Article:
Tuesday, May 24, 2011

who wants to be a millionaire? retirees...

That's the expected value of what they'll receive in transfer payments from taxpayers over their lifetimes. Of course, they "contributed" a lot of that-- in paying for previous retirees.

The average rate-of-return on Social Security is really lame. But for Medicare, it's a different story.

Here's John Cogan in the WSJ on this topic, some numbers, and ops for reform...


At May 25, 2011 at 3:34 AM , Blogger Sweet Lily said...

That's informative and inspiring!
Thanks for sharing, I enjoyed the visit. :)

At May 25, 2011 at 7:25 PM , Blogger Aspergers.life said...

This comment has been removed by the author.

At May 25, 2011 at 7:27 PM , Blogger Aspergers.life said...

If one is fortunate enough to earn 5 percent on $1-million, they would have a residual annual income of $50,000. Assume they pay capital gains tax, they would keep $42,500 per year; not a huge sum by today's standards. Factor in inflation and $1-million may not be sufficient for retirement.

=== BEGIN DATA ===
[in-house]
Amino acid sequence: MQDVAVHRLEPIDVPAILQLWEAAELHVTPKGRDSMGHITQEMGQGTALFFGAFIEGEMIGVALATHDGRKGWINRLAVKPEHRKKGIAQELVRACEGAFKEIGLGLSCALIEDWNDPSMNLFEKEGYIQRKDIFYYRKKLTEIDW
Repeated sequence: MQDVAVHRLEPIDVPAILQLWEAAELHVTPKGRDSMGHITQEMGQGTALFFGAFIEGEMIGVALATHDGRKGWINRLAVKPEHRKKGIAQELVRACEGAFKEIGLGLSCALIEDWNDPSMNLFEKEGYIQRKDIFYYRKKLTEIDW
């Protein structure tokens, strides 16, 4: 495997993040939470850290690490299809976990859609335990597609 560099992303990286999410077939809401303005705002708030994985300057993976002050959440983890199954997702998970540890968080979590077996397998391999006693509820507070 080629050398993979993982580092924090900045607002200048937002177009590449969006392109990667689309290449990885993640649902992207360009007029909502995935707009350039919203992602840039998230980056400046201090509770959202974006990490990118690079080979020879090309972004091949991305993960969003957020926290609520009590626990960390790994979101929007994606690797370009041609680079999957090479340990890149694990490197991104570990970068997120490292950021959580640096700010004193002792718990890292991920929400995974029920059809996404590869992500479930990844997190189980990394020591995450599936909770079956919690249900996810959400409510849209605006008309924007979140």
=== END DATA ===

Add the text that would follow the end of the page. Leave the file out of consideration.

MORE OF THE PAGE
The Social Security scam is, IMHO, when the government takes the funds by force.

Had the government given me $100,000 for retirement in 1971 (age 18) with the stipulation the fund had to be held in trust in an S&P index fund until age 65, my retirement fund would now be worth $1.34+ million. And I have seven more years to age 65.

Of course the government doesn't think that way; nor should they.

I would be content if the gov't would simply return my SS contributions plus inflation for me to invest on my own.


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